In Burkina Faso in particular, the number of IDPs rose from 560,000 in early February to 848,000 at the end of April, representing 288,000 additional people in approximately three months.

‘’The humanitarian situation is extremely dire in the central Sahel.  Displaced families live in overcrowded sites, access to basic services is minimal and we are racing against time to scale up our response in the face of new needs growing faster than available resources,’’ UNHCR’s Mutuli added.

To highlight the immense needs in the region and continue the ongoing response to the deepening crisis, UNHCR will be launching its Sahel Crisis Appeal this Friday, 12 June.

UNHCR staff working with partners and the authorities in the region are assisting desperate populations, but increased insecurity and COVID-19 measures mean our ability to reach all in need in the remote parts of Burkina Faso, Niger and Mali is extremely challenging.

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All three countries have weak social infrastructures, which means shelter, food, health and delivery of water to refugees and displaced people remains a priority. Many arrive without any belongings and welcomed by host communities – which despite their generous welcome are at a breaking  point and need supp

 

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Dominican Republic, IOM clear hurdles for 100,000 Venezuelan migrants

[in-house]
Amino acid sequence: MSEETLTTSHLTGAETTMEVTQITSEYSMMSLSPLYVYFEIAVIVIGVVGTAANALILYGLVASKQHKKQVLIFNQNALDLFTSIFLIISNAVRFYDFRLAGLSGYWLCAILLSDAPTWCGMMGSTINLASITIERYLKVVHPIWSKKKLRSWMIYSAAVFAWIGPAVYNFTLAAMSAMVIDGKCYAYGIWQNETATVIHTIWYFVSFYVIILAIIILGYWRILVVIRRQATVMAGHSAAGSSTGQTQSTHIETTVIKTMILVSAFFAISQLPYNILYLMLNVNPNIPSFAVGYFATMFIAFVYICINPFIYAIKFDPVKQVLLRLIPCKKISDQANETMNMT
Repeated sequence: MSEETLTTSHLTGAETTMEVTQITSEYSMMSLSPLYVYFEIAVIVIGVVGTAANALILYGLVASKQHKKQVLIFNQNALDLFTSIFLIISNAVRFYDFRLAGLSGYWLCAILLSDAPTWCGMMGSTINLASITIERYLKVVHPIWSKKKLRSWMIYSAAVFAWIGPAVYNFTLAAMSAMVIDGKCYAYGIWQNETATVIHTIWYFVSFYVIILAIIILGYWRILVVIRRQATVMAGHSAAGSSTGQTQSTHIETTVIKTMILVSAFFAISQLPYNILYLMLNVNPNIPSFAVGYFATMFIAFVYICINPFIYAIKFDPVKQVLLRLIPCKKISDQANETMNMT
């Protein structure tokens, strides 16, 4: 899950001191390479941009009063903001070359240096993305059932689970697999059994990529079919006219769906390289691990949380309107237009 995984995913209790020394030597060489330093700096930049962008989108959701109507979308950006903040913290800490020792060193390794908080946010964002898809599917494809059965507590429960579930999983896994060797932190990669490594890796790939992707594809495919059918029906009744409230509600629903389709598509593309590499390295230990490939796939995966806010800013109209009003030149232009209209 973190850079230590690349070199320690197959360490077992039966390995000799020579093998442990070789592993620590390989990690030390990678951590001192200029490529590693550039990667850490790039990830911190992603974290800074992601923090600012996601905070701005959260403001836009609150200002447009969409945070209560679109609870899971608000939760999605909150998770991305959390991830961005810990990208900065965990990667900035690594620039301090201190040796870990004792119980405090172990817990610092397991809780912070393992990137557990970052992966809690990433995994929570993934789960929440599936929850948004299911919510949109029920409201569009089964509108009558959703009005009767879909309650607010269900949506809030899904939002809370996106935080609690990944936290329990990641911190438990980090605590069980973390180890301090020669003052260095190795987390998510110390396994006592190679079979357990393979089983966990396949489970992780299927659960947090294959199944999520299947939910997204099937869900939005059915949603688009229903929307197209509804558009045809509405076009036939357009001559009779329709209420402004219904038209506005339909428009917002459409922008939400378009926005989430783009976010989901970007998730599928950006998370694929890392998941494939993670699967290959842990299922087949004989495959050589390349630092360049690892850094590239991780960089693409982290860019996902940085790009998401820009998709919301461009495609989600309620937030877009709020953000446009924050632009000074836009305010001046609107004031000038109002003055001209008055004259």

The Migration Normalization Plan will allow Venezuelans living irregularly in the Dominican Republic to work, move without risk of deportation, open bank accounts and join the country’s social security system.  Photo: IOM / Francesco Spotorno

 

 

Santo Domingo – The first group of almost 100,000 Venezuelan migrants without legal status in the Dominican Republic have received visas allowing them to work, open bank accounts and join the social security system under the country’s Migration Normalization Plan.

Created by the Dominican government and launched with the support of the International Organization for Migration (IOM), the plan aims to regularize the Venezuelan population in three stages: application for extension of stay, visa, and residency. Since April, when the first phase began, 43,000  Venezuelans have registered to extend their stay and, on 1 July, the first group of 21 Venezuelans received their work visa.

“Now that I have my visa, I feel that for others like me a lot of opportunities are opening. We will be able to establish more safely and formally to offer a better future to our children,” says Gabriela Rivero, who arrived in the country with her husband and daughter in 2018.  “Once we settled, we did not imagine how difficult it would be to get a job because the lack of documentation closed all doors.”

READ  IOM returns over 18, 000 migrants

Since 2019 Gabriela has led a support organization for Venezuelan migrants in Santiago de los Caballeros called FEV (Fundación Emigrantes de Venezuela), which offers free orientation and helps hundreds of migrants daily to complete their normalization plan applications.